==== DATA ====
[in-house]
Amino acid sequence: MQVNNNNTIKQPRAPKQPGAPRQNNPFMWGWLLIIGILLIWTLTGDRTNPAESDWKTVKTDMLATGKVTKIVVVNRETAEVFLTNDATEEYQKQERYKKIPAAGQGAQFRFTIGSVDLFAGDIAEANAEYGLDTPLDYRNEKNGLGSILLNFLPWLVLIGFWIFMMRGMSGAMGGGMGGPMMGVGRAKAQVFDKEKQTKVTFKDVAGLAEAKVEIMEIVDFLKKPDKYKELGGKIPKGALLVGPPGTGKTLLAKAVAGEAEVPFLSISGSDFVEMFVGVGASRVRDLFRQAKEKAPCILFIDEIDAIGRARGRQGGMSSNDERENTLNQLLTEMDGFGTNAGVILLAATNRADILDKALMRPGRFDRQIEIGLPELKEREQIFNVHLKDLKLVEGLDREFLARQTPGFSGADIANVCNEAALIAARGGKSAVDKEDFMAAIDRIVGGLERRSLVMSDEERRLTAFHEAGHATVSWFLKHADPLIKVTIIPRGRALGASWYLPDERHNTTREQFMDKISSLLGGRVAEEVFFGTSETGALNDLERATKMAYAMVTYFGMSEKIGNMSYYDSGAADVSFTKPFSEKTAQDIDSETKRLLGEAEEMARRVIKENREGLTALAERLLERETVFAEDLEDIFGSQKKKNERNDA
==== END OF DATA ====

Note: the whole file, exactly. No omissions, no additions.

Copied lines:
[in-house]
Amino acid sequence: MQVNNNNTIKQPRAPKQPGAPRQNNPFMWGWLLIIGILLIWTLTGDRTNPAESDWKTVKTDMLATGKVTKIVVVNRETAEVFLTNDATEEYQKQERYKKIPAAGQGAQFRFTIGSVDLFAGDIAEANAEYGLDTPLDYRNEKNGLGSILLNFLPWLVLIGFWIFMMRGMSGAMGGGMGGPMMGVGRAKAQVFDKEKQTKVTFKDVAGLAEAKVEIMEIVDFLKKPDKYKELGGKIPKGALLVGPPGTGKTLLAKAVAGEAEVPFLSISGSDFVEMFVGVGASRVRDLFRQAKEKAPCILFIDEIDAIGRARGRQGGMSSNDERENTLNQLLTEMDGFGTNAGVILLAATNRADILDKALMRPGRFDRQIEIGLPELKEREQIFNVHLKDLKLVEGLDREFLARQTPGFSGADIANVCNEAALIAARGGKSAVDKEDFMAAIDRIVGGLERRSLVMSDEERRLTAFHEAGHATVSWFLKHADPLIKVTIIPRGRALGASWYLPDERHNTTREQFMDKISSLLGGRVAEEVFFGTSETGALNDLERATKMAYAMVTYFGMSEKIGNMSYYDSGAADVSFTKPFSEKTAQDIDSETKRLLGEAEEMARRVIKENREGLTALAERLLERETVFAEDLEDIFGSQKKKNERNDA